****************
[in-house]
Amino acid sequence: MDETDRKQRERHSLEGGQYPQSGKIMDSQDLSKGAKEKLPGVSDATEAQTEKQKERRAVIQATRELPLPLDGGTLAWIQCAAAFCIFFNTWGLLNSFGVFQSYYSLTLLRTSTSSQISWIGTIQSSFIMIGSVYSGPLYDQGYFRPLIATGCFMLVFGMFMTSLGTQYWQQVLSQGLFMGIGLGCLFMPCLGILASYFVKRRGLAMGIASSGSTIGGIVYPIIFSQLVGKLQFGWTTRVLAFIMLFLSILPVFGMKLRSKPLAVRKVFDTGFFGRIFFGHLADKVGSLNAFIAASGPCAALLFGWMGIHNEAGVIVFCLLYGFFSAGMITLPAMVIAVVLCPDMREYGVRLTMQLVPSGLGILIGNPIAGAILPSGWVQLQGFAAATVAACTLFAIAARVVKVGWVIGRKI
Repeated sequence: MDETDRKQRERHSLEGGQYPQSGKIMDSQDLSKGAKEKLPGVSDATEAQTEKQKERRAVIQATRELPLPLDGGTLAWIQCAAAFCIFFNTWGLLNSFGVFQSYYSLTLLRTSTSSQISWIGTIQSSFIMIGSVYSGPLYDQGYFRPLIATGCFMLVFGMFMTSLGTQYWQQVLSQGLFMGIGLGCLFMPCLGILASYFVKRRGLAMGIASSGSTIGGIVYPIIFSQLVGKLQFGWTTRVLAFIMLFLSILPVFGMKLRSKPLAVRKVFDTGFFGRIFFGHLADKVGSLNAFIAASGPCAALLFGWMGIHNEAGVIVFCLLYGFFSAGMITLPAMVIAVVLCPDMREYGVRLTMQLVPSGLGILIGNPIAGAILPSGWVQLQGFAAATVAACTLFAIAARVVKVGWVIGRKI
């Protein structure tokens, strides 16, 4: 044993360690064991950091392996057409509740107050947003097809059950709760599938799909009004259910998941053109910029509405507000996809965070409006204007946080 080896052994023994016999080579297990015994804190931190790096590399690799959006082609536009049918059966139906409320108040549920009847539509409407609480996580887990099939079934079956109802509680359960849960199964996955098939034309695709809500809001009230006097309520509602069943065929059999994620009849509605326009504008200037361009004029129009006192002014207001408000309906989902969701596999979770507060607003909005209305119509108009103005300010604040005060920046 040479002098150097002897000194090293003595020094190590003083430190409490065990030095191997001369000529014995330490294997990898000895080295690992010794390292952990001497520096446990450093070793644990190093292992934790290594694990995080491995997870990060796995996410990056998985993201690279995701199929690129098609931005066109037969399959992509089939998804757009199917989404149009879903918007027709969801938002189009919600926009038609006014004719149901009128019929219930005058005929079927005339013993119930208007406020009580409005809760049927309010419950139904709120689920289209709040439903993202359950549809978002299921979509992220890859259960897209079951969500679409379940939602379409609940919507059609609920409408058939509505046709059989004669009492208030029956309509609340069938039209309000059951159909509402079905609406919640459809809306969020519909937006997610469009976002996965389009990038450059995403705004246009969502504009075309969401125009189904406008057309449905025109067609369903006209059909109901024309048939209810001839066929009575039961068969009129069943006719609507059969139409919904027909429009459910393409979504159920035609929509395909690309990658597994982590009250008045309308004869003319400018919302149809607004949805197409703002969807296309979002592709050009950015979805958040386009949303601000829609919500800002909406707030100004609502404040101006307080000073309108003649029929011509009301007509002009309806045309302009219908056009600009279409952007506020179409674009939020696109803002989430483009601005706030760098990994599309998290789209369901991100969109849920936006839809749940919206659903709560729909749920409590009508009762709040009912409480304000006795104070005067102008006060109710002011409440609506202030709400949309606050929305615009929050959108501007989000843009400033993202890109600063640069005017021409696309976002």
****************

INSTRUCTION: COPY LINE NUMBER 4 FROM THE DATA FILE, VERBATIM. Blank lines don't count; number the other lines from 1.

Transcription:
């Protein structure tokens, strides 16, 4: 044993360690064991950091392996057409509740107050947003097809059950709760599938799909009004259910998941053109910029509405507000996809965070409006204007946080 080896052994023994016999080579297990015994804190931190790096590399690799959006082609536009049918059966139906409320108040549920009847539509409407609480996580887990099939079934079956109802509680359960849960199964996955098939034309695709809500809001009230006097309520509602069943065929059999994620009849509605326009504008200037361009004029129009006192002014207001408000309906989902969701596999979770507060607003909005209305119509108009103005300010604040005060920046 040479002098150097002897000194090293003595020094190590003083430190409490065990030095191997001369000529014995330490294997990898000895080295690992010794390292952990001497520096446990450093070793644990190093292992934790290594694990995080491995997870990060796995996410990056998985993201690279995701199929690129098609931005066109037969399959992509089939998804757009199917989404149009879903918007027709969801938002189009919600926009038609006014004719149901009128019929219930005058005929079927005339013993119930208007406020009580409005809760049927309010419950139904709120689920289209709040439903993202359950549809978002299921979509992220890859259960897209079951969500679409379940939602379409609940919507059609609920409408058939509505046709059989004669009492208030029956309509609340069938039209309000059951159909509402079905609406919640459809809306969020519909937006997610469009976002996965389009990038450059995403705004246009969502504009075309969401125009189904406008057309449905025109067609369903006209059909109901024309048939209810001839066929009575039961068969009129069943006719609507059969139409919904027909429009459910393409979504159920035609929509395909690309990658597994982590009250008045309308004869003319400018919302149809607004949805197409703002969807296309979002592709050009950015979805958040386009949303601000829609919500800002909406707030100004609502404040101006307080000073309108003649029929011509009301007509002009309806045309302009219908056009600009279409952007506020179409674009939020696109803002989430483009601005706030760098990994599309998290789209369901991100969109849920936006839809749940919206659903709560729909749920409590009508009762709040009912409480304000006795104070005067102008006060109710002011409440609506202030709400949309606050929305615009929050959108501007989000843009400033993202890109600063640069005017021409696309976002």